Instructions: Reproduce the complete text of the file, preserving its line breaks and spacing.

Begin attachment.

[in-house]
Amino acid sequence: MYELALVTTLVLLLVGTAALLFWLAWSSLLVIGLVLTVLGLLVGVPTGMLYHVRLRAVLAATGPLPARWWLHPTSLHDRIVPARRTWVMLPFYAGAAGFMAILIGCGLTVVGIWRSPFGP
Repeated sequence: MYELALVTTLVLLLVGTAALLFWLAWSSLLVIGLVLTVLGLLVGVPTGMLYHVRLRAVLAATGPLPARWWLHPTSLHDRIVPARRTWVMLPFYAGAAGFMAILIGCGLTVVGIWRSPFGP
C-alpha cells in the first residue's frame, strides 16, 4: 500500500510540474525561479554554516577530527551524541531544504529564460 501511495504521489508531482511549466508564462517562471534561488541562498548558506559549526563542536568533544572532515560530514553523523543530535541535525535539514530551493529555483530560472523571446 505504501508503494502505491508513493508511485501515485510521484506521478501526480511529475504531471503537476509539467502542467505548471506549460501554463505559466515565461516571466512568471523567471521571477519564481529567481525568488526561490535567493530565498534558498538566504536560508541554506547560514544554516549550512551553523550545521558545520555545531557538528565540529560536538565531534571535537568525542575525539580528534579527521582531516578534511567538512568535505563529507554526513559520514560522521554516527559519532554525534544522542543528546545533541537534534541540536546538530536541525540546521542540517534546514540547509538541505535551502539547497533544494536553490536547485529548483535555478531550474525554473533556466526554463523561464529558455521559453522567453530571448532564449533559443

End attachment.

[in-house]
Amino acid sequence: MYELALVTTLVLLLVGTAALLFWLAWSSLLVIGLVLTVLGLLVGVPTGMLYHVRLRAVLAATGPLPARWWLHPTSLHDRIVPARRTWVMLPFYAGAAGFMAILIGCGLTVVGIWRSPFGP
Repeated sequence: MYELALVTTLVLLLVGTAALLFWLAWSSLLVIGLVLTVLGLLVGVPTGMLYHVRLRAVLAATGPLPARWWLHPTSLHDRIVPARRTWVMLPFYAGAAGFMAILIGCGLTVVGIWRSPFGP
C-alpha cells in the first residue's frame, strides 16, 4: 500500500510540474525561479554554516577530527551524541531544504529564460 501511495504521489508531482511549466508564462517562471534561488541562498548558506559549526563542536568533544572532515560530514553523523543530535541535525535539514530551493529555483530560472523571446 505504501508503494502505491508513493508511485501515485510521484506521478501526480511529475504531471503537476509539467502542467505548471506549460501554463505559466515565461516571466512568471523567471521571477519564481529567481525568488526561490535567493530565498534558498538566504536560508541554506547560514544554516549550512551553523550545521558545520555545531557538528565540529560536538565531534571535537568525542575525539580528534579527521582531516578534511567538512568535505563529507554526513559520514560522521554516527559519532554525534544522542543528546545533541537534534541540536546538530536541525540546521542540517534546514540547509538541505535551502539547497533544494536553490536547485529548483535555478531550474525554473533556466526554463523561464529558455521559453522567453530571448532564449533559443